Big thank you to all participants of our NATOs Future Seminar 2021. Everyone showed great commitment to shape the future of NATO and transatlantic relations through their essays, comments & great discussions.
The essay as well as the final recommendations can be found here.NF-Seminar-Booklet_YATAGER_2021
The 2021 NATO’s Future Seminar took place from November 19–21 in Berlin, bringing together over 25 emerging leaders from NATO Member States and Partnership for Peace countries. The seminar gathered individuals working and studying across a broad range of topics related to the transatlantic partnership – from security and defense to international law and democratic transitions.
The seminar was hosted on the sidelines of the 2021 NATO Talk Conference, which was hosted in Berlin by the German Atlantic Association and the Federal Academy for Security Policy. Participants were able to tune in to Secretary General Jens Stoltenberg’s remarks, which emphasized the various challenges which NATO must respond to today and the necessity of transatlantic unity in the face of these ever-evolving threats. Further, the Secretary General discussed in detail the importance of increased EU-NATO cooperation and expressed his support for European allies as they seek to develop greater capabilities across the European continent.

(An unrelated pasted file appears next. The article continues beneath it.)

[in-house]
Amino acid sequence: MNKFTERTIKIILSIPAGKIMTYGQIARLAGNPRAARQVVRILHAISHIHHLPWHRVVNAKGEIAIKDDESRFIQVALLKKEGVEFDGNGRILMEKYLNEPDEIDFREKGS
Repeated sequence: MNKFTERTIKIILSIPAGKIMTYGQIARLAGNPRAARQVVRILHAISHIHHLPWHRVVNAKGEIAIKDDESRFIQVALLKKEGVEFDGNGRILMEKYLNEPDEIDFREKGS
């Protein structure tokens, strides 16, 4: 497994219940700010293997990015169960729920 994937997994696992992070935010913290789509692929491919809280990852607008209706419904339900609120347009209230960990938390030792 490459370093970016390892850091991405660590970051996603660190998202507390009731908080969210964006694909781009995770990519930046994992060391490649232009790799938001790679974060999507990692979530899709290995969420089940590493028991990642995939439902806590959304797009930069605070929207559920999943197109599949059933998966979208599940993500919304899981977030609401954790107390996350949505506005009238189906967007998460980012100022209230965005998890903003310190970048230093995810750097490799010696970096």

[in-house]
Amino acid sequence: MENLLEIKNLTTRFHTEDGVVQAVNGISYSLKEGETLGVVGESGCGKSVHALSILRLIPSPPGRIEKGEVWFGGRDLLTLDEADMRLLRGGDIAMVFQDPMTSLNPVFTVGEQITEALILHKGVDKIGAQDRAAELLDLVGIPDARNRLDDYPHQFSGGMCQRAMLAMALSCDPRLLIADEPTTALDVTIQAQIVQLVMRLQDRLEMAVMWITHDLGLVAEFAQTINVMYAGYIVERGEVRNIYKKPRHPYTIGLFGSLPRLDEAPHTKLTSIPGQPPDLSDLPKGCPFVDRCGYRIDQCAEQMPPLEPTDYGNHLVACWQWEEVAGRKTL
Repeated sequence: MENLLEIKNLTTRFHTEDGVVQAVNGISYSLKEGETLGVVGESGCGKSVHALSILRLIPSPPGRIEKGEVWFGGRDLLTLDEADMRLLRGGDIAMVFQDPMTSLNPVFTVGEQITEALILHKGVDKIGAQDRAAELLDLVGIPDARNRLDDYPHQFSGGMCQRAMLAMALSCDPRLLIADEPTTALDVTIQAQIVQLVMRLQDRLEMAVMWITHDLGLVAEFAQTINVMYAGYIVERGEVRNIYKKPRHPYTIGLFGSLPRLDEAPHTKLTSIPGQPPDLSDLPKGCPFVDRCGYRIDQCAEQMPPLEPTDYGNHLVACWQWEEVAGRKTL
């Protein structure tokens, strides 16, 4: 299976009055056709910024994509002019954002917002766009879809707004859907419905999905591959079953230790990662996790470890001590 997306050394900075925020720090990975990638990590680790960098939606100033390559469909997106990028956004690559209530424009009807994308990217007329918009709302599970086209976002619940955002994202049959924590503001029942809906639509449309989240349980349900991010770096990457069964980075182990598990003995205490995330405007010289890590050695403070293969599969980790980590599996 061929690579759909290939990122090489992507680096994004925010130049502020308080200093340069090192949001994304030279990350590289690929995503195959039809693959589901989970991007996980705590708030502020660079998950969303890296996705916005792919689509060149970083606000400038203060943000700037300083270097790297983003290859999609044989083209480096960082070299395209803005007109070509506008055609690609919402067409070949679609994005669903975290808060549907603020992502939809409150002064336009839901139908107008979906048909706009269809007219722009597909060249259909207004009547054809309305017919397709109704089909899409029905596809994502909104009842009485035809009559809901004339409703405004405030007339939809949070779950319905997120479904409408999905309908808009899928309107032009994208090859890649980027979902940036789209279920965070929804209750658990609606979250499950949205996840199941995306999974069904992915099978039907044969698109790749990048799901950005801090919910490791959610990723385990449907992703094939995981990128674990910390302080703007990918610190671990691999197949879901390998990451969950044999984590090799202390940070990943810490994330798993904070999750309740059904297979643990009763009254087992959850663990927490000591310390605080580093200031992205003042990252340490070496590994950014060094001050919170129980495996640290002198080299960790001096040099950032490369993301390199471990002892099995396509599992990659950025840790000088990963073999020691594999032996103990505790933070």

The NATO’s Future seminar was centered on three broad themes:
- The ability to innovate: How the Alliance integrates operational readiness, innovation and modernity.
- NATO’s European pillar: Shape, size, and function?
- New era of transatlantic cooperation: A common position towards China?
The first panel brought together experts from NATO, European Institutions, and the private sector to discuss the critical role of Emerging Disruptive Technologies (EDTs) and innovation in shaping the future of NATO. Panelists also discussed the ethical complexities of rapid technological development, and the roles their individual sectors and organizations play in attempting to balance the strategic imperative for rapid and constant innovation, and the ethical, legal, and human elements which constrain their missions.
- Denis Mujkanovic, Program Leader, Digital Transition Customer Service, DHL
- Moritz Zimmerman, Staff Officer, Innovation Unit, Emerging Security Challenges Division, NATO
- Andre Loesekrug-Pietri, Chairman, Joint European Disruptive Initiative
After two working group sessions during which participants began crafting their own policy recommendations for NATO, the second panel gathered to outline and discuss NATO’s European Pillar. Still a nebulous concept in many ways, the panelists sought to imagine what a European pillar might concretely mean for the Alliance – in terms of feasibility, capabilities, in relation to NATO, and within the context of transatlantic unity. With diverging interests and perspectives, the panelists fostered a lively and broad discussion on the meaning and possibilities of a European pillar for NATO.
- Hugo Meijer, CNRS Research Fellow, Center for International Studies, Sciences Po
- Jan Fuhrmann, Security and Risk Consultant, Secori Advisors
- Eric Povel, Program Officer, Engagements Section, Public Diplomacy Division, NATO